Will and Tom skateboarded on the custom-built wooden half-pipe in the backyard, while Lena and I stood under a large banyan tree, gazing at the stars.

“I want to go home,” Lena mumbled. “I need to be alone.”

Will offered to give her a ride. We got into his Toyota Corolla and cruised the grid of suburban Miami. The green, yellow, and red stoplights exploded like starbursts as we passed each intersection. I didn’t like depending on the impaired abilities of someone I barely knew. I studied the green-and-pink patterns swirling on the vinyl interior of his car and prayed we’d make it to Lena’s house safely. As soon as we pulled into her driveway, Lena ran into her house, leaving the front door wide open.

We stepped into foyer. “Lena? Are you all right?” Will called.

No answer.

“We should check on her before we leave,” I said.

I followed Will down the dark hallway, passing the kitchen, the dining area, and the living room. When we got to Lena’s bedroom door, Will knocked softly and called her name again.

Still no answer.

He slowly pushed the door open, and her slender silhouette came into view, backlit by the streetlamp outside her window. She reached up and pulled on the chain for the overhead light, revealing Lena’s naked form.

“Oh my god!” I yelled and darted down the hallway. Will and I jumped into his car and tore out of the driveway.

We never went on a second date.

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AMBER DREA is a writer, editor, and storyteller who lives in Brooklyn, New York. Her work has been published by McSweeney’s Internet Tendency, Hypertext Magazine, The Northville Review, Another Chicago Magazine, and The2ndHand.com. She’s also appeared on storytelling shows and podcasts, including The Soundtrack Series, Risk!, and How I Learned. Find her online at amberdrea.com and follow her on Twitter @amberbdrea.

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Do you have a story you’d like us to consider for online publication in the Thursdaze flash fiction series? Here are the submission terms and guidelines:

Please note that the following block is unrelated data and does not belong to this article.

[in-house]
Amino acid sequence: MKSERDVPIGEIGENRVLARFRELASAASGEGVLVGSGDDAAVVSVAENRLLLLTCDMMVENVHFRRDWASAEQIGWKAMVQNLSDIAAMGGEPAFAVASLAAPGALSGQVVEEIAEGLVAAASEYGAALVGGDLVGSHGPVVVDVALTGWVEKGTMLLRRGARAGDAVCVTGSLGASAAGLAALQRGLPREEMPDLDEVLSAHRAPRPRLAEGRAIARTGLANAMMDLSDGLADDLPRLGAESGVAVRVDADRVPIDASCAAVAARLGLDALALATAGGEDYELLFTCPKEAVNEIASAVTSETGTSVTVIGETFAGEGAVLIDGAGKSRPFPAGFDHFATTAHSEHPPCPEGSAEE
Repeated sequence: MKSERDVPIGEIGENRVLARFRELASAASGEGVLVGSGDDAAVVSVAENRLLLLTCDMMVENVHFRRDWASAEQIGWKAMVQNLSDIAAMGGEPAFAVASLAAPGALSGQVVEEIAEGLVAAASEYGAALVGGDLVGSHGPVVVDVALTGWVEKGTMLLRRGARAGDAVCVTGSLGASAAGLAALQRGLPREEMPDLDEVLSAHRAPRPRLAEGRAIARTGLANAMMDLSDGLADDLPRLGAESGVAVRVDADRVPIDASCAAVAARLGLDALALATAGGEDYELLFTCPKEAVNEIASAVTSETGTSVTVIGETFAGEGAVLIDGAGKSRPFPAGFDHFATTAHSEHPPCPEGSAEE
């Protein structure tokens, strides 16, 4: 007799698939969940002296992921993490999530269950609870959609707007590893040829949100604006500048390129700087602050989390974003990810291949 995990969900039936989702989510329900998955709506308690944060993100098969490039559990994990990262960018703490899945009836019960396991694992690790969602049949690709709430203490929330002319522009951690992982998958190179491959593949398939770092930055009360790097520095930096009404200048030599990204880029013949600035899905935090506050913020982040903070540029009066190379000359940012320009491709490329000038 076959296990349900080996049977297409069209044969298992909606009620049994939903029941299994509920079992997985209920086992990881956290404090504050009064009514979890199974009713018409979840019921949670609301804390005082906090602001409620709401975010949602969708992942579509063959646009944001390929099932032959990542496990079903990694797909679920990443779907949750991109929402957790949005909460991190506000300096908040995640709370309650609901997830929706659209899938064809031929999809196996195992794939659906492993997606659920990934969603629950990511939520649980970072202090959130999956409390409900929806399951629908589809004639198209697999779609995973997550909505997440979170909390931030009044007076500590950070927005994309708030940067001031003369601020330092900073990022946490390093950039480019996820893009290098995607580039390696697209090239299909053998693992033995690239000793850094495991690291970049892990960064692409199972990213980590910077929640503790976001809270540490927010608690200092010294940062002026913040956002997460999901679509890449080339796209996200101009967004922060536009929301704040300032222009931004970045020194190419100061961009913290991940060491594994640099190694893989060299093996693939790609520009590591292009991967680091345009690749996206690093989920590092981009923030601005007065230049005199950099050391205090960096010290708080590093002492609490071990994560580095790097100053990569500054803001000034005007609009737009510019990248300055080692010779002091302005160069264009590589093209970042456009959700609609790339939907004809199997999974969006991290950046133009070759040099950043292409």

—We are not offering payment, and are asking for first digital rights. The rights to the story revert to the author immediately upon publication.
—Your submission should never have been published elsewhere.
—Your story should feature a drug, any drug, and your character’s experience with it. We’ll consider everything from caffeine to opium, and look forward to stories ranging from casual use to addiction to recovery. Stylistically, we’ll respond most favorable to stories that capture the mood and rhythm of your drug of choice.
—Include your drug of choice next to your byline.
—Your story should not exceed 750 words.
—E-mail your submission [email protected], and include THURSDAZE in the subject line. Please paste the story into the body of the email, and also attach it as a PDF file.

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About the Drug Chronicles Series: Inspired by the ongoing international success of the city-based Akashic Noir Series, Akashic created the Drug Chronicles Series. The anthologies in the series feature original short stories from acclaimed authors, each of whom focuses on their fictional experience with the title drug. Current releases in the series include The Speed Chronicles (Sherman Alexie, William T. Vollmann, Megan Abbott, James Franco, Beth Lisick, Tao Lin, etc.), The Cocaine Chronicles (Lee Child, Laura Lippman, etc.), The Heroin Chronicles (Eric Bogosian, Jerry StahlLydia Lunch, etc.), and The Marijuana Chronicles (Joyce Carol Oates, Lee Child, Linda Yablonsky, etc.).

Posted: Apr 9, 2015

Category: Thursdaze | Tags: , , , , , , , ,